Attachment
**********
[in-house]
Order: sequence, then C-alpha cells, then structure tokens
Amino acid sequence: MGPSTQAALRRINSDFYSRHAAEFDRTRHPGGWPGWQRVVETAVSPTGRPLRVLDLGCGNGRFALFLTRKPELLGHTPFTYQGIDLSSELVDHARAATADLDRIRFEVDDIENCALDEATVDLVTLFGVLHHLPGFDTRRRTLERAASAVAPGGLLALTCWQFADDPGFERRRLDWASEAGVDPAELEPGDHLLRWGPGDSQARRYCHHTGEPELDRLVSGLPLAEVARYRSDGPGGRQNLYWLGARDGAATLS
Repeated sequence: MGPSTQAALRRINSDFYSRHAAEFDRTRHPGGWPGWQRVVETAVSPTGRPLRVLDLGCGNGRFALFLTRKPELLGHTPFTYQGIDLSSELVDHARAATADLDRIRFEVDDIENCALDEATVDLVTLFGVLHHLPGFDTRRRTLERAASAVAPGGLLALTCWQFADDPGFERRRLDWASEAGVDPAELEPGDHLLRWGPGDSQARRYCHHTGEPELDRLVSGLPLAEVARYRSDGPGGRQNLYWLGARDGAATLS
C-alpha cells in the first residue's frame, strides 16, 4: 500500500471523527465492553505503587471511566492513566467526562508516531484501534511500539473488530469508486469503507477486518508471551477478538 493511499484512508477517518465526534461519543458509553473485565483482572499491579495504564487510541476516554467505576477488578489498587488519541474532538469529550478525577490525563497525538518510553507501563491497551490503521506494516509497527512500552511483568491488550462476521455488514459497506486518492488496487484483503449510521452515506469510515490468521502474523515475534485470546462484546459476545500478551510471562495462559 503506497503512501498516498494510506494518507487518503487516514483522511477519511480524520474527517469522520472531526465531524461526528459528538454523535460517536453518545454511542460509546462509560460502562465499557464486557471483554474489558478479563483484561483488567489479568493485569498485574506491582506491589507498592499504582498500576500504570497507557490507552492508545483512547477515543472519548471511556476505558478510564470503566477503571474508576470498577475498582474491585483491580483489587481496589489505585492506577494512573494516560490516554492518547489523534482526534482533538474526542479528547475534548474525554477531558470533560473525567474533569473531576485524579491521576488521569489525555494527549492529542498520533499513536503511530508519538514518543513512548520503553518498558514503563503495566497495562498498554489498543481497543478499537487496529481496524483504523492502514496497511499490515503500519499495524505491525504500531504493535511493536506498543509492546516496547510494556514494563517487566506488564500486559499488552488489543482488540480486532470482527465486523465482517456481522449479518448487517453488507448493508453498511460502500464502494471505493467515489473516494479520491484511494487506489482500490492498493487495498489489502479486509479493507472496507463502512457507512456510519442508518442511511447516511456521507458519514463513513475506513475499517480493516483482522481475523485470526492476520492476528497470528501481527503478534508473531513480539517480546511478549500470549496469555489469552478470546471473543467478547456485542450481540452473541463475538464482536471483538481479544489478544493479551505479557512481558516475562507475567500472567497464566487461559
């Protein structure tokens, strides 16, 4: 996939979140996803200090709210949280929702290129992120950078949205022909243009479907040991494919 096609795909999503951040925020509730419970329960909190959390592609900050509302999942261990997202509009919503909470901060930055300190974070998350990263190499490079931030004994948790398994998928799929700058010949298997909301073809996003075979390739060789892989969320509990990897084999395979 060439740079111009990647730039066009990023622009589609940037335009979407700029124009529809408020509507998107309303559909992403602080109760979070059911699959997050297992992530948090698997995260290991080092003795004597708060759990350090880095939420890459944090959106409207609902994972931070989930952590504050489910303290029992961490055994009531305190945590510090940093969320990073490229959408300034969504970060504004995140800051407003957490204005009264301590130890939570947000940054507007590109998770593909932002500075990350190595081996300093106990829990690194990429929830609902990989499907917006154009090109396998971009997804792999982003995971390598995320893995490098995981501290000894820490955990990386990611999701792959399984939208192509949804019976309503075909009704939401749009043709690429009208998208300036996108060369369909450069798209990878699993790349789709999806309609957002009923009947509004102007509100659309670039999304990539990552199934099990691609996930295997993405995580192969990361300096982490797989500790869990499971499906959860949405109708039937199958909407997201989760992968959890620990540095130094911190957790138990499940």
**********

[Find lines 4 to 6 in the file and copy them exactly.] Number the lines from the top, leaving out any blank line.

Repeated sequence: MGPSTQAALRRINSDFYSRHAAEFDRTRHPGGWPGWQRVVETAVSPTGRPLRVLDLGCGNGRFALFLTRKPELLGHTPFTYQGIDLSSELVDHARAATADLDRIRFEVDDIENCALDEATVDLVTLFGVLHHLPGFDTRRRTLERAASAVAPGGLLALTCWQFADDPGFERRRLDWASEAGVDPAELEPGDHLLRWGPGDSQARRYCHHTGEPELDRLVSGLPLAEVARYRSDGPGGRQNLYWLGARDGAATLS
C-alpha cells in the first residue's frame, strides 16, 4: 500500500471523527465492553505503587471511566492513566467526562508516531484501534511500539473488530469508486469503507477486518508471551477478538 493511499484512508477517518465526534461519543458509553473485565483482572499491579495504564487510541476516554467505576477488578489498587488519541474532538469529550478525577490525563497525538518510553507501563491497551490503521506494516509497527512500552511483568491488550462476521455488514459497506486518492488496487484483503449510521452515506469510515490468521502474523515475534485470546462484546459476545500478551510471562495462559 503506497503512501498516498494510506494518507487518503487516514483522511477519511480524520474527517469522520472531526465531524461526528459528538454523535460517536453518545454511542460509546462509560460502562465499557464486557471483554474489558478479563483484561483488567489479568493485569498485574506491582506491589507498592499504582498500576500504570497507557490507552492508545483512547477515543472519548471511556476505558478510564470503566477503571474508576470498577475498582474491585483491580483489587481496589489505585492506577494512573494516560490516554492518547489523534482526534482533538474526542479528547475534548474525554477531558470533560473525567474533569473531576485524579491521576488521569489525555494527549492529542498520533499513536503511530508519538514518543513512548520503553518498558514503563503495566497495562498498554489498543481497543478499537487496529481496524483504523492502514496497511499490515503500519499495524505491525504500531504493535511493536506498543509492546516496547510494556514494563517487566506488564500486559499488552488489543482488540480486532470482527465486523465482517456481522449479518448487517453488507448493508453498511460502500464502494471505493467515489473516494479520491484511494487506489482500490492498493487495498489489502479486509479493507472496507463502512457507512456510519442508518442511511447516511456521507458519514463513513475506513475499517480493516483482522481475523485470526492476520492476528497470528501481527503478534508473531513480539517480546511478549500470549496469555489469552478470546471473543467478547456485542450481540452473541463475538464482536471483538481479544489478544493479551505479557512481558516475562507475567500472567497464566487461559
């Protein structure tokens, strides 16, 4: 996939979140996803200090709210949280929702290129992120950078949205022909243009479907040991494919 096609795909999503951040925020509730419970329960909190959390592609900050509302999942261990997202509009919503909470901060930055300190974070998350990263190499490079931030004994948790398994998928799929700058010949298997909301073809996003075979390739060789892989969320509990990897084999395979 060439740079111009990647730039066009990023622009589609940037335009979407700029124009529809408020509507998107309303559909992403602080109760979070059911699959997050297992992530948090698997995260290991080092003795004597708060759990350090880095939420890459944090959106409207609902994972931070989930952590504050489910303290029992961490055994009531305190945590510090940093969320990073490229959408300034969504970060504004995140800051407003957490204005009264301590130890939570947000940054507007590109998770593909932002500075990350190595081996300093106990829990690194990429929830609902990989499907917006154009090109396998971009997804792999982003995971390598995320893995490098995981501290000894820490955990990386990611999701792959399984939208192509949804019976309503075909009704939401749009043709690429009208998208300036996108060369369909450069798209990878699993790349789709999806309609957002009923009947509004102007509100659309670039999304990539990552199934099990691609996930295997993405995580192969990361300096982490797989500790869990499971499906959860949405109708039937199958909407997201989760992968959890620990540095130094911190957790138990499940």